For an artist, finding inspiration in everything can be a bit of a problem. “You can only work so fast, and many ideas go unexplored before you finish what you are working on,” says artist Dan Brown. Brown finds inspiration in many things, including, but not limited to: the seasons, fish, animals, the work of other artists, graffiti and color combinations.
However, Brown can pinpoint his biggest inspirations: shapes and movement. “Some objects just have pleasing shapes,” he says, “and seeing them makes me want to use the shape.” He’s attracted to the juxtaposition of positive and negative spaces. “I love the idea that “nothing”—for example, a hole—can be as interesting as a positive object.”
Brown, who frequently works with metal as his medium, always makes sure “there is beautiful motion” in his sculptures. “We are all meant to move, and nature is more interesting when it’s moving,” he says.
Metal speaks to Brown, especially repurposed pieces. “For good or for bad, I can see something in almost all cast-off metal,” he says. “Sometimes the vision and time work out perfectly and the work flows into creation.”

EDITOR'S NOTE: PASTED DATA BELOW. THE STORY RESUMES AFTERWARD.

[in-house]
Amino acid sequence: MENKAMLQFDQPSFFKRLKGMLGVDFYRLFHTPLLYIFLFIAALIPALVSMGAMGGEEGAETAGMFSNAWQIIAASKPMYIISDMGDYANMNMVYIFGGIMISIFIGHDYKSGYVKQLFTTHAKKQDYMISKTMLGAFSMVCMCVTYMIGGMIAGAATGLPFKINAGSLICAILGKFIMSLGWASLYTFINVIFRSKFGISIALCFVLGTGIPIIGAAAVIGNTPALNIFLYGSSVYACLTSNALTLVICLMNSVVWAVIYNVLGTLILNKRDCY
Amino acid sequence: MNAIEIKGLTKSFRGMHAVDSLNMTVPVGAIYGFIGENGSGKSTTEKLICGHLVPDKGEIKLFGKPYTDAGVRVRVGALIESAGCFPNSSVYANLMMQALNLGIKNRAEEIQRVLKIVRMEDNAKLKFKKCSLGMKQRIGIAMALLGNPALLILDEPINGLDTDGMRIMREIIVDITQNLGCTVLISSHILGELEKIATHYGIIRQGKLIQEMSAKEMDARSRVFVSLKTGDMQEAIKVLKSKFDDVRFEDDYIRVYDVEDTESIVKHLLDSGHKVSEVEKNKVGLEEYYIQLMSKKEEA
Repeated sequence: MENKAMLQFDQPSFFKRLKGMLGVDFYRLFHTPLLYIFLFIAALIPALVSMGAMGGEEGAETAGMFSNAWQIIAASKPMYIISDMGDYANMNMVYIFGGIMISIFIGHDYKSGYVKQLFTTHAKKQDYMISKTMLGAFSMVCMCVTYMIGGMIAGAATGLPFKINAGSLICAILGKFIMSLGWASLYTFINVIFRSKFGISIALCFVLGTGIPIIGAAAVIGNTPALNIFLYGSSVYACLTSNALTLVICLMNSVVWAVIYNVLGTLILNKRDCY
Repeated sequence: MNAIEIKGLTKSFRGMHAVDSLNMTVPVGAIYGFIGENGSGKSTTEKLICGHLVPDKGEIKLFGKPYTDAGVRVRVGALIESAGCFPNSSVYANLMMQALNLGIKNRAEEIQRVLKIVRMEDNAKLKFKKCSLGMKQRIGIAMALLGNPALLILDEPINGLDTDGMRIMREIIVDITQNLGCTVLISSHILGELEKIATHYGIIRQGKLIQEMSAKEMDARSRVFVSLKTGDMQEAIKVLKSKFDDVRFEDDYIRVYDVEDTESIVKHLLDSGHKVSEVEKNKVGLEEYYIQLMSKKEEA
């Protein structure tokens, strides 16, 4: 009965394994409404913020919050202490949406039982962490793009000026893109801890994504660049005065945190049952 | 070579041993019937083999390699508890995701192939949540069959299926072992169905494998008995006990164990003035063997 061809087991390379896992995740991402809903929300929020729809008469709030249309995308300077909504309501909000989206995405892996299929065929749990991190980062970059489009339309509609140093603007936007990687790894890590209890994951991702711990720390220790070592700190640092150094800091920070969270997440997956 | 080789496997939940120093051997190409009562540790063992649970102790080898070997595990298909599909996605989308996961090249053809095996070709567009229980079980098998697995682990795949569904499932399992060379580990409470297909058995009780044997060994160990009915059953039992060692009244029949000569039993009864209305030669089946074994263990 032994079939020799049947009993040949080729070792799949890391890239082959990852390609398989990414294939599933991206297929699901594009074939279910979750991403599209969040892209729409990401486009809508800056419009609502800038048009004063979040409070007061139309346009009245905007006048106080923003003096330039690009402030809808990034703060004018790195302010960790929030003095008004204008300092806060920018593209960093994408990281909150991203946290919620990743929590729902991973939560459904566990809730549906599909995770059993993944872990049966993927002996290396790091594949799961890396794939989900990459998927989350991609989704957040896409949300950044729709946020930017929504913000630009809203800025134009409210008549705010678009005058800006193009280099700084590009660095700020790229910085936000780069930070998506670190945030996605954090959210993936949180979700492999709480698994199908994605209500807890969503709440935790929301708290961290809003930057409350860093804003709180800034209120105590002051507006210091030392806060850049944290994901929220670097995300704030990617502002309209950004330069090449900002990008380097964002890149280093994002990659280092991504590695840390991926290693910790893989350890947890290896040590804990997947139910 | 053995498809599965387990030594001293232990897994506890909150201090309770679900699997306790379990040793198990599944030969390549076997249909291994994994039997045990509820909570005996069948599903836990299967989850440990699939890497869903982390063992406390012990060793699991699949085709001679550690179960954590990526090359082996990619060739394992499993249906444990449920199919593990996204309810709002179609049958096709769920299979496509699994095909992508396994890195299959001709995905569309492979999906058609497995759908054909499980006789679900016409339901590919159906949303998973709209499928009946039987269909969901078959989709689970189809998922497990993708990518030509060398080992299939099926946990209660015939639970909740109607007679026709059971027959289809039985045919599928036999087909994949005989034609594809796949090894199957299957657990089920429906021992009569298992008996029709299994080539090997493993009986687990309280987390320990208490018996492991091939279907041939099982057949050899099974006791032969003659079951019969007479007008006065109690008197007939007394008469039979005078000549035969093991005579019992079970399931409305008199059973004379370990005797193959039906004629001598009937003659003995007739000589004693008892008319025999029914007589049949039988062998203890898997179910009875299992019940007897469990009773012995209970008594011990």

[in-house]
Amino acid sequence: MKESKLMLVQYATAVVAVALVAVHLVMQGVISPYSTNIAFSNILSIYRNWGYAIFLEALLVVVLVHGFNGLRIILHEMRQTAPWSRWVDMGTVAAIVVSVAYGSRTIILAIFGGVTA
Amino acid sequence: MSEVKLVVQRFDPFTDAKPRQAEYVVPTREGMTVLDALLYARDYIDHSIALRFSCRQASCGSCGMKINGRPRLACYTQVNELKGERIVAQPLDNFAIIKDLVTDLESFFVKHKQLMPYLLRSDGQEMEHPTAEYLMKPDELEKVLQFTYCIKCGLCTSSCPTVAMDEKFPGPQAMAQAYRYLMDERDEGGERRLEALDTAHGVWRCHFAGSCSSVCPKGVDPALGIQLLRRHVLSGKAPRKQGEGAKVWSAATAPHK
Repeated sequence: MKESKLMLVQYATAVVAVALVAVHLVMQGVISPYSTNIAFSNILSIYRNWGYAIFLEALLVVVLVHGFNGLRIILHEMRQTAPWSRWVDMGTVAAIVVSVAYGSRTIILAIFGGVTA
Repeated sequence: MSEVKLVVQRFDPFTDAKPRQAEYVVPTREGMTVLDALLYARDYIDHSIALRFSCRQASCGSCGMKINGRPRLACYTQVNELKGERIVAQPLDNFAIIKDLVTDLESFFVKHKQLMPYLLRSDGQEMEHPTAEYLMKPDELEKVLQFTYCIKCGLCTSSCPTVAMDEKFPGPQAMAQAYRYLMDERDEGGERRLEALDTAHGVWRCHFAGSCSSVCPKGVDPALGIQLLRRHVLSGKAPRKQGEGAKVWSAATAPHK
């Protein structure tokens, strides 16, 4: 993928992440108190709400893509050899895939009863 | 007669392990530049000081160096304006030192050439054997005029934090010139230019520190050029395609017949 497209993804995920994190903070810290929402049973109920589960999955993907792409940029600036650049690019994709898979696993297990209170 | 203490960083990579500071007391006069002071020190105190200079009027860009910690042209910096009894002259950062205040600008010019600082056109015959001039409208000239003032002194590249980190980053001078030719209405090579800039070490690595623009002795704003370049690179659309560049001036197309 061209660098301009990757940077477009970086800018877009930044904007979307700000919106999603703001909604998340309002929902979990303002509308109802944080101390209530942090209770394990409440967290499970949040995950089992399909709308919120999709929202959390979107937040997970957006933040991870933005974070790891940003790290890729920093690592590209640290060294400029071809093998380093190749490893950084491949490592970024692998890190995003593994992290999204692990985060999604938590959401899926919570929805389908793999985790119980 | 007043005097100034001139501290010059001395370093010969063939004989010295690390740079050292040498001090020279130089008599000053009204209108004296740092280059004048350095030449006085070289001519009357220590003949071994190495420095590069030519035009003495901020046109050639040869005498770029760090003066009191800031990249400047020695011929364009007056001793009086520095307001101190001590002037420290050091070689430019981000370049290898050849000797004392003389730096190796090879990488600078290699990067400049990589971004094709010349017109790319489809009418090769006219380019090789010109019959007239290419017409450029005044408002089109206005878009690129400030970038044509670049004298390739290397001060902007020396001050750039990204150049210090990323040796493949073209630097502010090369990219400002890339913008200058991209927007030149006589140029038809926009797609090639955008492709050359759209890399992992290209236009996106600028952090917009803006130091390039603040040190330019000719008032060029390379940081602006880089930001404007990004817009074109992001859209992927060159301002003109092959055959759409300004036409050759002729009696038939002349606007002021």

Working with metal, however, is not without its difficulties, especially when dealing with the large sculptural pieces Brown tends to create. Making a sculpture that, “can be displayed inside a gallery and then outside,” is a challenge, he says.
“I make my work in pieces,” he says, so it can fit inside the gallery door and underneath the ceiling. When pieces are sold, they are often installed as part of owners’ landscaping. “Someone will find the perfect spot for it,” Brown says, “and if they don’t like it, I will like it in my yard.”
A full-time middle and high school art teacher in the Okanogan County School District—and Washington State 2001 High School Art Teacher of the Year—Brown has guided many students to awards in regional and state art competitions in a variety of mediums. He’s known for inspiring both independence and perseverance in his students.
“I think it’s important to let the students have ownership of the assignments and don’t let them stop working until they have made it the best they can,” he says. “I give assignments, but encourage the students to put their own twist on it.”
As a working artist, Brown understands that much of creation is timing. “When a student is working on something that is very good, I let them finish it. I prefer a few excellent pieces completed in a quarter as opposed to 10 shoddy works,” he says. “As a professional artist, I realize a school quarter isn’t that long; it boils down to about one week of full-time work. It is easy to spend that much time on an artwork.”
Learn more about Dan Brown at www.danbrownartwork.com/about-dan-brown